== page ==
China Trademark Infringement: Beware of Products that Shouldn’t Exist

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It’s good to be a cynic and a skeptic. If you’re out there shopping and something about that attractive product doesn’t feel right, some investigation might be in order. In some cases, you may find that the famous brand you were drawn to shouldn’t have been attached to that product in the first place.

A shopper in Hefei recently learned that lesson the hard way:

After the woman, surnamed Song, found the contact lenses were broken, she returned to the store, a major eyeglass shop in the city, and asked for a new pair. When waiting to return the lenses, it struck her that the product she bought might be counterfeit since the label on the package was the brand Ponds[.]

The shop’s staff said they bought the contact lenses from Governor Optical in Jiangsu province. The company said Ponds’ parent company Unilever, a British-Dutch personal and hygiene product maker, has authorized it to use the label. However, the claim was denied by Unilever, which said Ponds only produces skincare products and has never produced any optical products[.]

Were those contact lenses counterfeits? Not exactly. The term “counterfeit” generally refers to the reproduction of another company’s product. Here there was no other product, since Unilever/Ponds does not produce contact lenses.

What we are dealing with here is an unauthorized use of the “Ponds” brand, or to put it simply, trademark infringement. I’m assuming, of course, that Unilever has protected that mark in China. Why not unfair competition, like we see in many counterfeit goods disputes? I believe that since Unilever doesn’t make contact lenses, and there is no market competition between the two enterprises, the Anti-unfair Competition Law would not apply.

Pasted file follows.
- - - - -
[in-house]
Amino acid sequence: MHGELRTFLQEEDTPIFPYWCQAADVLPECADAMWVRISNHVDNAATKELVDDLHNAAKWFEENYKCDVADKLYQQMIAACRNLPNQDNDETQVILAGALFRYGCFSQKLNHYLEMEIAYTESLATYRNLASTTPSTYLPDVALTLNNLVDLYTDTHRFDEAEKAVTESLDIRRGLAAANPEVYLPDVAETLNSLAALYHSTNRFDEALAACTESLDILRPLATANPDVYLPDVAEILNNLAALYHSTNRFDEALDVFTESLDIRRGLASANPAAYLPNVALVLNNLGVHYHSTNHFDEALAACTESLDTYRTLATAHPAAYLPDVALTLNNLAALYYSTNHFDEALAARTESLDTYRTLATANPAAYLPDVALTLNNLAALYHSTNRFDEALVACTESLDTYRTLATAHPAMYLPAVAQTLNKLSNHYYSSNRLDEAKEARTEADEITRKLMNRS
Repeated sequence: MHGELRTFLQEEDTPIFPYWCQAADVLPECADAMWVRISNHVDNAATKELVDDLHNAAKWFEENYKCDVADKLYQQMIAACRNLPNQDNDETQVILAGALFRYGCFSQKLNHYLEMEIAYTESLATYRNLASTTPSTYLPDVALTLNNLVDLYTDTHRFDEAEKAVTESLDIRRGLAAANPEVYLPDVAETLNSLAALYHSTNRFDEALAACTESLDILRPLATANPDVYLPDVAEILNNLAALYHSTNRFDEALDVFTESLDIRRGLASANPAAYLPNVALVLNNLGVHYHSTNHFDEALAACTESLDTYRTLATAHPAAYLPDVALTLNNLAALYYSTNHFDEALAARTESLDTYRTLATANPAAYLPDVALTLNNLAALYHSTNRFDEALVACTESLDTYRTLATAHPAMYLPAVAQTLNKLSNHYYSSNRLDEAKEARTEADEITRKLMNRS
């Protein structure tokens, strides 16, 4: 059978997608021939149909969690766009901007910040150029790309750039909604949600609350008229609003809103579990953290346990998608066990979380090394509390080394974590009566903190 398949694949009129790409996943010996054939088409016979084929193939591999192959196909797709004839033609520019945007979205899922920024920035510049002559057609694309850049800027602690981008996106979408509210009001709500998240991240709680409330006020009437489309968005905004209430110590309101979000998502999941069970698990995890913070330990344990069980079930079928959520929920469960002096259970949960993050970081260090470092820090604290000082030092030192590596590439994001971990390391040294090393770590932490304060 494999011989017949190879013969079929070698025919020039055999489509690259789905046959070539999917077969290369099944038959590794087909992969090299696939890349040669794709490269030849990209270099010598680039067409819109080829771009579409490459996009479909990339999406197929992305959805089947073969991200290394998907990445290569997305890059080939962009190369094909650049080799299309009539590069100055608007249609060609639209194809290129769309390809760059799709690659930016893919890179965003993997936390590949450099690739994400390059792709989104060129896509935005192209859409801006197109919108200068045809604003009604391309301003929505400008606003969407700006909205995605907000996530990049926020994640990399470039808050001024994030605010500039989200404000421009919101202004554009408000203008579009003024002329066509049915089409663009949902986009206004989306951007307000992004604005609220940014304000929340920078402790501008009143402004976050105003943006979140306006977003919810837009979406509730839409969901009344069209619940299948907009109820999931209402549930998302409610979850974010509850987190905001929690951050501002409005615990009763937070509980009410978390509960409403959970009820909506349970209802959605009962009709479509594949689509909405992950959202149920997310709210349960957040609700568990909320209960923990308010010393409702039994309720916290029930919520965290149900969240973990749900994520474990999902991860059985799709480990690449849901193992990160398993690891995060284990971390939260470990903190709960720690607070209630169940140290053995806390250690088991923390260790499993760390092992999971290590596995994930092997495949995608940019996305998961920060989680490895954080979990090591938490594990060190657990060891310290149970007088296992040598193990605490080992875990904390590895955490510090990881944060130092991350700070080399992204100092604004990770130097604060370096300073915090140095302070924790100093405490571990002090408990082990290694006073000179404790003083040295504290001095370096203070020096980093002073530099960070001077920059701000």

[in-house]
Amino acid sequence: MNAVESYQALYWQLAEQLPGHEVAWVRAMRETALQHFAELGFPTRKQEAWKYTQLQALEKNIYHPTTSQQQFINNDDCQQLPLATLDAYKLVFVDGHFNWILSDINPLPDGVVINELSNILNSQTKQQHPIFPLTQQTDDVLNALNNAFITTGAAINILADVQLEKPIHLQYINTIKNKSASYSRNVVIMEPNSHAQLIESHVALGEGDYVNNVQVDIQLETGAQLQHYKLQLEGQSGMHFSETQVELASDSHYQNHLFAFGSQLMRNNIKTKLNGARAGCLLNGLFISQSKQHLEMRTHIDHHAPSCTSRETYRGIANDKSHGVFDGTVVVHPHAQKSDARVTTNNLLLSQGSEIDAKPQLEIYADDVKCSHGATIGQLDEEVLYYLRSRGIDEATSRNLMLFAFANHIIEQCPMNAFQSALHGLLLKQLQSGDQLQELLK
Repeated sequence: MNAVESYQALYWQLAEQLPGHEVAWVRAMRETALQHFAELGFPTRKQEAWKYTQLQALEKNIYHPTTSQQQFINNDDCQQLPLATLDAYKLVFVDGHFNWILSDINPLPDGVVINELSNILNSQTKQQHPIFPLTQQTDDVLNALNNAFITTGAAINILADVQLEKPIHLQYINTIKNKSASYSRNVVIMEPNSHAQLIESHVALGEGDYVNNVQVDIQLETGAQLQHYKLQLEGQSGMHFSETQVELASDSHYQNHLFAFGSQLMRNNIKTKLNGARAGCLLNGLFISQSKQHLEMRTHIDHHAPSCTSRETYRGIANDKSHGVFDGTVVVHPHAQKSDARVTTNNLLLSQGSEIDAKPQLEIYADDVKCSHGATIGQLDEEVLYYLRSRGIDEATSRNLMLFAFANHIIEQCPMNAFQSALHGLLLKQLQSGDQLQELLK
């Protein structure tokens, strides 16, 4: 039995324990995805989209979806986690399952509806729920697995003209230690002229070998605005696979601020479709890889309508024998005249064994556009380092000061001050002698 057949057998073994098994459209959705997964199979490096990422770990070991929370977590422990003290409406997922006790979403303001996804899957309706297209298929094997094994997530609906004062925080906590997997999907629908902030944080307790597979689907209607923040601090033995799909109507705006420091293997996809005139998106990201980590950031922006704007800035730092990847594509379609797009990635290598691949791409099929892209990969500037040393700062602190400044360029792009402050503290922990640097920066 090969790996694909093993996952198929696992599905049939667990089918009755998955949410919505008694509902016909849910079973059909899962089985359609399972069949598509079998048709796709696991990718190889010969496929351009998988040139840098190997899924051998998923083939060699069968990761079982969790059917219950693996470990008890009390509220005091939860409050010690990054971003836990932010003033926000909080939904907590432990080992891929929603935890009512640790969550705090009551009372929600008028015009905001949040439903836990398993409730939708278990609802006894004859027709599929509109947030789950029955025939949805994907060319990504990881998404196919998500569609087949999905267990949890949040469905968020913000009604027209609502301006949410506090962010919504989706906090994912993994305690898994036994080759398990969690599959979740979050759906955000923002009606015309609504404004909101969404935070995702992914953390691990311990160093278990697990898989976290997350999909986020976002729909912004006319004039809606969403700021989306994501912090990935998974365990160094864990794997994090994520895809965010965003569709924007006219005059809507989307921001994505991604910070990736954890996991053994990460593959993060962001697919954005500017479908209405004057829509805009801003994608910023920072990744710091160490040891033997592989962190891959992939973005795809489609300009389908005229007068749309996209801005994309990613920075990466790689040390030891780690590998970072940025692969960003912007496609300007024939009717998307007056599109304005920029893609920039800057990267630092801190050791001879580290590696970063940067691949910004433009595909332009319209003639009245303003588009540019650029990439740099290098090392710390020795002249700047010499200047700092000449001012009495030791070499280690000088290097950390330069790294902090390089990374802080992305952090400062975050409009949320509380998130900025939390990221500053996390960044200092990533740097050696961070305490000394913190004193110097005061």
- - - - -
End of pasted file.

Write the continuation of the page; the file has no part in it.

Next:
For consumers, this sort of IP infringement may actually be easier to deal with than counterfeit goods. No need to learn how to spot fakes from genuine products, a sometimes laborious task. No, in this case, if you believe that the item is not normally associated with that brand, jump online and see if you find it from a reliable source.

In this case, a search for the “Ponds” mark with “contact lenses” or something similar (in Chinese, of course) should have taken care of this problem for the shopper, if she had thought about it before making the purchase of course.

And you never know what might be real/authorized (e.g., this bizarre choice of trademark). I recently stumbled across some mystery meat products at the supermarket that had the “Angry Birds” trademark and artwork plastered all over it. Suspecting IP infringement, I went back home and consulted Dr. Google, who told me that in fact these were licensed products. See how easy that is?

Sometimes an investigation is unnecessary. For example, if you happen to see a new brand of soy sauce, brought to you by the Sinopec corporation, you might want to steer clear. Similarly, I’d pass on “Mountain Dew X-treme”-brand erectile dysfunction medication. That’s just not going to end well.

Needless to say, when you’re dealing with something you ingest, like the Angry Birds meat products, or things that can blind you, like contact lenses, an extra level of care is in order.

Let’s be careful out there.